Even in his greatness, there is something perpetually understated about Nicklas Backstrom.
Cool? Oh, yes. Definitely. But not in that kind of "hip-cool-look-at-me" kind of way. More of a quiet, "I-don't-really-care-if-you-notice-me" kind of cool.
Subtle distinction? Maybe.
Is it the kind of distinction that separates playoff disappointment from Stanley Cup glory? Washington Capitals fans too used to the former and thirsting for the latter are hoping that is the case.
One thing we can say with certainty is that Backstrom has cool in his blood.
Chatting with both Backstrom and his father, Anders, during the Washington Capitals' fathers' trip, there is something coolly elegant about Anders Backstrom. It's that same quiet, reserved way that has marked his son's personality since Nicklas came into the league in 2007.
Anders is a former Swedish elite league player who was drafted by the New York Rangers and whose family has a property development business in Sweden. He explains that everyone in the Backstrom family takes a long time to make a decision. The Backstroms analyze things from different angles, poke, prod, consider. Then they act.
"Then when we do it, we do it quick," Anders added with a laugh.
If you've ever watched Nicklas Backstrom handle the puck, you are likely nodding your head and saying "exactly."
"I think he's the quietest superstar in the league. I've said that exact line for years," teammate Brooks Laich told ESPN.com recently. "The guy he plays with, No. 8 [Alex Ovechkin], he gets the headlines, he's the rock star, right? Nicky's the guy that keeps the band together.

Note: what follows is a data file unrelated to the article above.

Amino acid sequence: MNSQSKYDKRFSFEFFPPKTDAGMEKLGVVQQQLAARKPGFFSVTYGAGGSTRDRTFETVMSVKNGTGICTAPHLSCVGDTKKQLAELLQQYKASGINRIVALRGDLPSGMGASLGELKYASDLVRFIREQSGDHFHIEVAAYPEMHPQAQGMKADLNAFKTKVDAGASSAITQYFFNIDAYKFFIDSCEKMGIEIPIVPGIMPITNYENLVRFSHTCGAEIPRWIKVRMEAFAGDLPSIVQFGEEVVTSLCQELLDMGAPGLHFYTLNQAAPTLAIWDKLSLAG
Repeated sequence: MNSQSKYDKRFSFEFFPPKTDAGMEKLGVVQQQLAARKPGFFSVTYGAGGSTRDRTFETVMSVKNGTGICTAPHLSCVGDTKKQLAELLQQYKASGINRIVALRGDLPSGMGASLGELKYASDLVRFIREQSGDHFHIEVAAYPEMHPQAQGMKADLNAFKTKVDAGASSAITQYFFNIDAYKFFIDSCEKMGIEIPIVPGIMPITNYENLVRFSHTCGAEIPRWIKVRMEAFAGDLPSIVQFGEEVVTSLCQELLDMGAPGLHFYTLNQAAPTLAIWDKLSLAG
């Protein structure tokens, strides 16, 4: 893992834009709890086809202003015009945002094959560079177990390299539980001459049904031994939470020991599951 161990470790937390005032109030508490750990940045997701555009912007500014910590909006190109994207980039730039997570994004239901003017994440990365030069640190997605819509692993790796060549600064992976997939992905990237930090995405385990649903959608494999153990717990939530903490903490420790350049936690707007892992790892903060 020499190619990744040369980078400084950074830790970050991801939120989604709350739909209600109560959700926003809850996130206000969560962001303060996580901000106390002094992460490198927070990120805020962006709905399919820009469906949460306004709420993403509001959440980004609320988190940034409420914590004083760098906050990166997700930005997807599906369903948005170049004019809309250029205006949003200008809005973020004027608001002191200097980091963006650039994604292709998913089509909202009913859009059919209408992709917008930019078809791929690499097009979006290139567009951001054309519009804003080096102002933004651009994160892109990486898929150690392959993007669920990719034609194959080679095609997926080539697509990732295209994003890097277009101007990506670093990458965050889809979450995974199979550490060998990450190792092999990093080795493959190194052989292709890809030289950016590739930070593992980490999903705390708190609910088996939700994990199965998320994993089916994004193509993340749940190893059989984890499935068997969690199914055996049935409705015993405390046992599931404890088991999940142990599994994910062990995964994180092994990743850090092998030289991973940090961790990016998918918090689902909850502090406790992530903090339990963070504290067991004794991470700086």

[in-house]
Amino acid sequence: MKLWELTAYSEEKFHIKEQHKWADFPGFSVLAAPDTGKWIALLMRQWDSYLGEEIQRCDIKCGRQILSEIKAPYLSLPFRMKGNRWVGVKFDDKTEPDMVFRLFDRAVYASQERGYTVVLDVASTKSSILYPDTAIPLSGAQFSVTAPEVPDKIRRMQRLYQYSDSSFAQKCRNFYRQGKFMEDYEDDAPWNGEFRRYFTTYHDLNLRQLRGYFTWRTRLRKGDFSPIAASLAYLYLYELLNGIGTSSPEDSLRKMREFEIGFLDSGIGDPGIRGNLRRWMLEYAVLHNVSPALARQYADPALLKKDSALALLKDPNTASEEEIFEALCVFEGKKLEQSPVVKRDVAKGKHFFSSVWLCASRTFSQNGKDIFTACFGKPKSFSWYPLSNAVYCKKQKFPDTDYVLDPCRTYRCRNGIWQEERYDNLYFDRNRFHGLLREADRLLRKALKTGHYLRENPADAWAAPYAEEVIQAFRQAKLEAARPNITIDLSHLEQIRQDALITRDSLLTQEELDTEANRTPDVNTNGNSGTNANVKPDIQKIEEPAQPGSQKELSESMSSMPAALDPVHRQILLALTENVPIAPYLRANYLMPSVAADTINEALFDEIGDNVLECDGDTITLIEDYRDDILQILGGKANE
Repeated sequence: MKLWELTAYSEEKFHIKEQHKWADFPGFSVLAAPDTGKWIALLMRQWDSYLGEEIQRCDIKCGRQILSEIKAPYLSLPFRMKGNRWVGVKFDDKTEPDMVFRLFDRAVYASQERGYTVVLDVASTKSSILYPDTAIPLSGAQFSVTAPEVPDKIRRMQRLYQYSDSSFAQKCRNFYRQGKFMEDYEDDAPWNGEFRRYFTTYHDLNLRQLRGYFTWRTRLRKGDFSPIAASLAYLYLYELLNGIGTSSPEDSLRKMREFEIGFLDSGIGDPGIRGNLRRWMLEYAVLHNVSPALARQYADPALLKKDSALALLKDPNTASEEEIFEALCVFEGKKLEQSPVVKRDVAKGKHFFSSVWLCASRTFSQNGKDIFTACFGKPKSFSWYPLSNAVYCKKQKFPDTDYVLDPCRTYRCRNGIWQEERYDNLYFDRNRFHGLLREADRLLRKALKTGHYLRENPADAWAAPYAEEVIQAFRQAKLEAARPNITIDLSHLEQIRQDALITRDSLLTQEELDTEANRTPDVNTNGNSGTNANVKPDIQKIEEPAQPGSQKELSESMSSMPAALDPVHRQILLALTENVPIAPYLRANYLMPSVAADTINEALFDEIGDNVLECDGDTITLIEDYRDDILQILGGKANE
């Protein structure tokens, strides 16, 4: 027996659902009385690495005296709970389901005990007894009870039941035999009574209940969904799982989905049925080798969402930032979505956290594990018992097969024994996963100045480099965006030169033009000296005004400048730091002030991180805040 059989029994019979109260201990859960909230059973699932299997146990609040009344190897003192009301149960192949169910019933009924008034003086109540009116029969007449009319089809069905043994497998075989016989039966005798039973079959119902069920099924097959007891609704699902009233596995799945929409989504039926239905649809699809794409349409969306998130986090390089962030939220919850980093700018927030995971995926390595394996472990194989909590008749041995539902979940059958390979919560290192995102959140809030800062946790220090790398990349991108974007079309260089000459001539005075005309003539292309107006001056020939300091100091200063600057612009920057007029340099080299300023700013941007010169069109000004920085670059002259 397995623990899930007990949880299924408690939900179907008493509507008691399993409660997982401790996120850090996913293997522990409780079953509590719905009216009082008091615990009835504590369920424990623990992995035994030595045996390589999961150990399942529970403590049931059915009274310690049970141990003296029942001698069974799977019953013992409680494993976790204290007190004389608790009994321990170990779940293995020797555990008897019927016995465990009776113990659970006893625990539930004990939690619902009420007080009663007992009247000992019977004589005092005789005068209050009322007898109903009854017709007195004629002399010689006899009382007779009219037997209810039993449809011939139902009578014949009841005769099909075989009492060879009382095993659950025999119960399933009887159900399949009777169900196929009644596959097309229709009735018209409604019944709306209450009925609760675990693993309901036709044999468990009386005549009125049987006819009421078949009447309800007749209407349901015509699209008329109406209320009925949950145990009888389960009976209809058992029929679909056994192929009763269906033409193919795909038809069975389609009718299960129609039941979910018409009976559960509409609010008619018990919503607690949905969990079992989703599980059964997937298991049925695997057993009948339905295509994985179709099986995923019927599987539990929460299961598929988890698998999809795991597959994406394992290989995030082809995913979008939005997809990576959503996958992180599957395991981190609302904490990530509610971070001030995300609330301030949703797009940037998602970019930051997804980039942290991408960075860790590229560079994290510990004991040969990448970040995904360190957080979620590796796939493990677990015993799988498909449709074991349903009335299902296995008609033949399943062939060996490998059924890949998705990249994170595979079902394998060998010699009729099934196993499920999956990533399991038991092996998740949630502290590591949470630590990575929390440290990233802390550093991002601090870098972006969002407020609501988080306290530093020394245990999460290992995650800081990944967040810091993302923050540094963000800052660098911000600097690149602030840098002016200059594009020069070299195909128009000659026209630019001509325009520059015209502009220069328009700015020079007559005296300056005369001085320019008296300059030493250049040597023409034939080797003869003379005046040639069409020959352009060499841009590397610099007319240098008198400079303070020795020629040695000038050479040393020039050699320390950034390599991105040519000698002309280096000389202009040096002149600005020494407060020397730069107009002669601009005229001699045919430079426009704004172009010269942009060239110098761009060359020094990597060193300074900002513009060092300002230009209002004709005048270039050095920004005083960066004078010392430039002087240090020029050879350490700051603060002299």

"Nicky's the beat of the band. He's so good all over the ice he's our quarterback. The best thing about Nick is that every player that he plays with he makes them better, and I think that's the true testament to a great player is they make everybody else on the ice better, and he does that and it's with intelligence, it's with positioning," Laich explained.
"Obviously everybody knows about his elite skill level, the hands, the vision, but the way he sees the game and understands the game, and his other talent is understanding his teammates, what they want, where they want the puck, when they want the puck, do I have to give it to them now or should I hold it longer with this guy and give it to him when he's open? Just an elite level of intelligence. Great teammate. Hard worker. The quietest superstar in the National Hockey League."
But make no mistake, this is not the old Nicklas Backstrom, just as these are not (at least right now) the old Washington Capitals. For all his consistency -- as of Thursday morning, he ranks third in the league (behind Henrik Sedin and Joe Thornton) with 416 assists since he entered the league -- there is something vital and different about Backstrom's play this season.
As of Thursday morning, Backstrom is tied with Ovechkin for the NHL scoring lead with 67 points, putting Backstrom in the running for his first scoring title. As for his Capitals, this might be the most playoff-ready of any of the Caps teams that have promised so much but delivered so little come playoff time over the years.
"For me, I was scared of him before and I'm probably more scared of his game now," former Pittsburgh head coach Dan Bylsma told ESPN.com this week. "He has such a great ability to hold on to the puck, manufacture time, read the play and execute with the puck, that it allows the other players on his line to freelance, to not be in the same spot all the time.
"They can go to different areas, they can work to get open away from the puck."